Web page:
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Television & Radio | AROUND THE DIAL

You might even smile during the rush hour

All Comedy Radio will begin to fill the air nonstop or in bites.

August 29, 2003|Steve Carney | Special to The Times

If, as Moliere said, the purpose of comedy is to correct the vices of men, Michael O'Shea and his partners are on a mission to clean up radio.

They're behind All Comedy Radio, a Hollywood-based service debuting this weekend that streams comedy bits 24/7 to radio stations throughout the country -- allowing those local stations to change formats completely to all-humor, or to lighten up a few minutes or hours of their current programming. Locally, KLSX-FM (97.1) is picking up the service for overnights Saturday and Sunday, using its clips of stand-up comedy from stars and newcomers, song and commercial parodies, prank phone calls, news satire and comedian interviews.

O'Shea, former vice president of programming for Gene Autry's Golden West Broadcasting and a 30-year industry veteran, is chief executive of the venture, which he says will probably find its best audience stuck in traffic and seeking relief.

"There's so much single commuting going on, you're just kind of there with your sense of humor," he said.

Late last year, Kent Emmons and Howard Levine, co-founders of Comedy World, an Internet venture that was the precursor to All Comedy Radio, brainstormed with O'Shea about creating a comedy format for radio. Emmons and Levine, who have backgrounds in broadcast production and entertainment law, respectively, suggested discrete programs, while O'Shea argued the stream needed to be continuous.

"Here's really the way people listen to radio -- it's tune in, tune out," not appointment listening, as with television, he said. So he suggested the operation be run just like a music radio station but with stand-up snippets instead of songs.

To that end, All Comedy Radio has computerized a library of 1,500 humor bits, and -- using listener testing -- rated each of them on a scale from 1 to 5, with 1 being "mildly amusing" and 5 being "a gut-buster," he said. Then they mix to a pleasing consistency, just as at a music station.

So what are their equivalents to "Stairway to Heaven" or "My Girl"?

"There are a couple of (Jerry) Seinfeld bits that test almost off the wall. There's a couple of phony-phone-call bits that are very, very funny that I'd put in heavy rotation," he said.

But because even O'Shea admits the routines can grow stale quickly, the computer helps schedule the bits so they're not overused or always aired at the same times.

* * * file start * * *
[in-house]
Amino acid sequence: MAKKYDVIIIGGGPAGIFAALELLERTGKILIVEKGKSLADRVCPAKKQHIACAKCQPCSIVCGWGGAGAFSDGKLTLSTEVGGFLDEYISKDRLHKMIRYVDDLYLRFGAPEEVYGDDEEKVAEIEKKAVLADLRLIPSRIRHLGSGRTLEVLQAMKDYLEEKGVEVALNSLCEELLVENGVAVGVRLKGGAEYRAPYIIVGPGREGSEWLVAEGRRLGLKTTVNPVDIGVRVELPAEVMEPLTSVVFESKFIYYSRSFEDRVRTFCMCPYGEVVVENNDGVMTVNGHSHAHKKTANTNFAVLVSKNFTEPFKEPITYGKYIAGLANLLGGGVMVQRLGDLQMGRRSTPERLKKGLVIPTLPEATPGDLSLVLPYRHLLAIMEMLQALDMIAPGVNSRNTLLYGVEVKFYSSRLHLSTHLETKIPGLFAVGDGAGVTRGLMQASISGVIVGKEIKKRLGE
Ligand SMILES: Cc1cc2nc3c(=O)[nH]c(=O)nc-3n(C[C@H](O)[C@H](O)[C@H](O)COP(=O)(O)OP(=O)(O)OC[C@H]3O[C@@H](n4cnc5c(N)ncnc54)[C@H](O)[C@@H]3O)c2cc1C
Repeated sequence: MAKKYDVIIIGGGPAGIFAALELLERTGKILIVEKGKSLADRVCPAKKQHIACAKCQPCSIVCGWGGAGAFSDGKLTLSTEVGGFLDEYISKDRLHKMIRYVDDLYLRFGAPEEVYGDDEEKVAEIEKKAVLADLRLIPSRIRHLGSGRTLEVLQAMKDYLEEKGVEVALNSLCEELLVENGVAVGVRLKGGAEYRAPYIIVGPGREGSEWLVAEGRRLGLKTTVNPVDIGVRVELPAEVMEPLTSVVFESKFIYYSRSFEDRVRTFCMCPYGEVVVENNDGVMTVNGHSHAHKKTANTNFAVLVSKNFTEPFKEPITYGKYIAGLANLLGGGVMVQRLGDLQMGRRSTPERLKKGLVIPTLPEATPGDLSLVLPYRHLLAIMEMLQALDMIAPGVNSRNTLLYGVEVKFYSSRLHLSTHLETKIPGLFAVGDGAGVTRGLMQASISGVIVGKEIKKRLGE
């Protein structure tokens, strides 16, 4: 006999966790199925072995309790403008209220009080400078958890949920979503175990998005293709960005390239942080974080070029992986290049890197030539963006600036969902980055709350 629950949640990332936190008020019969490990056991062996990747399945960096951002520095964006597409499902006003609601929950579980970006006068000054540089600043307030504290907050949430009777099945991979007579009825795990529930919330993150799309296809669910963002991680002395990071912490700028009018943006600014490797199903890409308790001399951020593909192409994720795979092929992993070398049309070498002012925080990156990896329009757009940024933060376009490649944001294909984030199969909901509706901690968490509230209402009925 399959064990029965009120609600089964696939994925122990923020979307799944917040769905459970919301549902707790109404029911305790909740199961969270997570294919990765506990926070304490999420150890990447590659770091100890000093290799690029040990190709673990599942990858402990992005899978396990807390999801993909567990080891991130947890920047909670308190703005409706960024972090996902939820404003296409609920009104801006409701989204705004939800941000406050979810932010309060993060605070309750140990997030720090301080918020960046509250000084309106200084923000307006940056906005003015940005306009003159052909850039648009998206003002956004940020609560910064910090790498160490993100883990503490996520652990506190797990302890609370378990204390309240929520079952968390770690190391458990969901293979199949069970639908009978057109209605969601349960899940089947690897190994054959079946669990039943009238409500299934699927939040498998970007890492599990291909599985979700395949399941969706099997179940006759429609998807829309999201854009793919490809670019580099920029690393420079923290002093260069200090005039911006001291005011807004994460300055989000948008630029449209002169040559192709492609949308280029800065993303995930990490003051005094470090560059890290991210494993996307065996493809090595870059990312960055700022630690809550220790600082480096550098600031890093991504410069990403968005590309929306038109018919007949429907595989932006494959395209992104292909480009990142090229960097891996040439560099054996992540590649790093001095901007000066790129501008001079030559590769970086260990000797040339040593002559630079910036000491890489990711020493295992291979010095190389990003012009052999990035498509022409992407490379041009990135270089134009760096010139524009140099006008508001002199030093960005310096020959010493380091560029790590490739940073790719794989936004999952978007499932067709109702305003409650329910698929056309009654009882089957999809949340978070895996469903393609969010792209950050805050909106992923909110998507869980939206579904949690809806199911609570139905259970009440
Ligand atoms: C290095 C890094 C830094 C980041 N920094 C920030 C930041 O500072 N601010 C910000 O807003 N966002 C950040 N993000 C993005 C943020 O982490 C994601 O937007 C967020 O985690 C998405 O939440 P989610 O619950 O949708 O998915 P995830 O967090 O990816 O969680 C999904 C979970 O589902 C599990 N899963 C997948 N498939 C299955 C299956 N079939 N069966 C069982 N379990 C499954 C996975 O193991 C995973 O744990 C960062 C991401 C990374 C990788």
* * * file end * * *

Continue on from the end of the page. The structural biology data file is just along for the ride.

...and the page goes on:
And All Comedy Radio even has its own DJs, called CJs, or comedy jocks -- including Kerri Kasem, daughter of Top 40 countdown king Casey Kasem.

"They're there to be companionable and make it sound like a radio station," O'Shea said. They'll anchor the broadcast by giving artist information, background stories, concert listings and other details. Without them, he said, the service would sound like a comedy club or the audio-only portion of a cable TV program.

All Comedy Radio also has Budd Friedman, founder of the Improv comedy clubs, as chairman of its advisory board and plans to use his connections with comedy stars to get them on the air.

In addition, the service has created a network of local morning shows around the country that are feeding All Comedy Radio snippets from their programs every day to keep the content fresh.

"If Michael Jackson's nose falls off, we're on the air the next day with 13 bits," he said.

This feeder system consists of stations in mostly small- and medium-size markets, O'Shea said, in part because morning-show hosts in the major markets are already locked into their own syndication deals, such as Rick Dees on KIIS-FM (102.7).

"If I had gotten Rick 30 years ago, he would've been great for us," O'Shea said.

He said KLSX, the local home for outrageous talk hosts Howard Stern and Tom Leykis, is an ideal outlet for All Comedy Radio in Los Angeles, because so many of the comedians he knows already listen to the station. But in many of the dozen or so markets debuting the service, the early adopters are more sober news/talk stations.

"The world's getting too serious," said Tim McNamara, general manager of KXL-AM, a news/talk station in Portland, Ore., that is looking at using the service for weekends and for a rush-hour diversion. "Take a break. What the heck -- a little comedy will be a good idea."

Noting that the bottom line isn't forcing him to rotate the 200 top hits of classic rock, for example, McNamara adds, "with AM you can take some chances."

One station, KLFJ-AM in Springfield, Mo., is swallowing the service whole -- changing formats from travel information and CNN news to all-comedy.

Stations get the comedy programming for free; All Comedy makes its money by selling ads that run with service.

O'Shea said the idea has been tried before -- in the 1980s, a pair of all-comedy radio stations went on the air, KMDY-AM in Thousand Oaks, and WJOK-AM in the Washington, D.C., area. That they were able to stay on the air several years, even with low budgets and low power outputs, has encouraged O'Shea and his partners.

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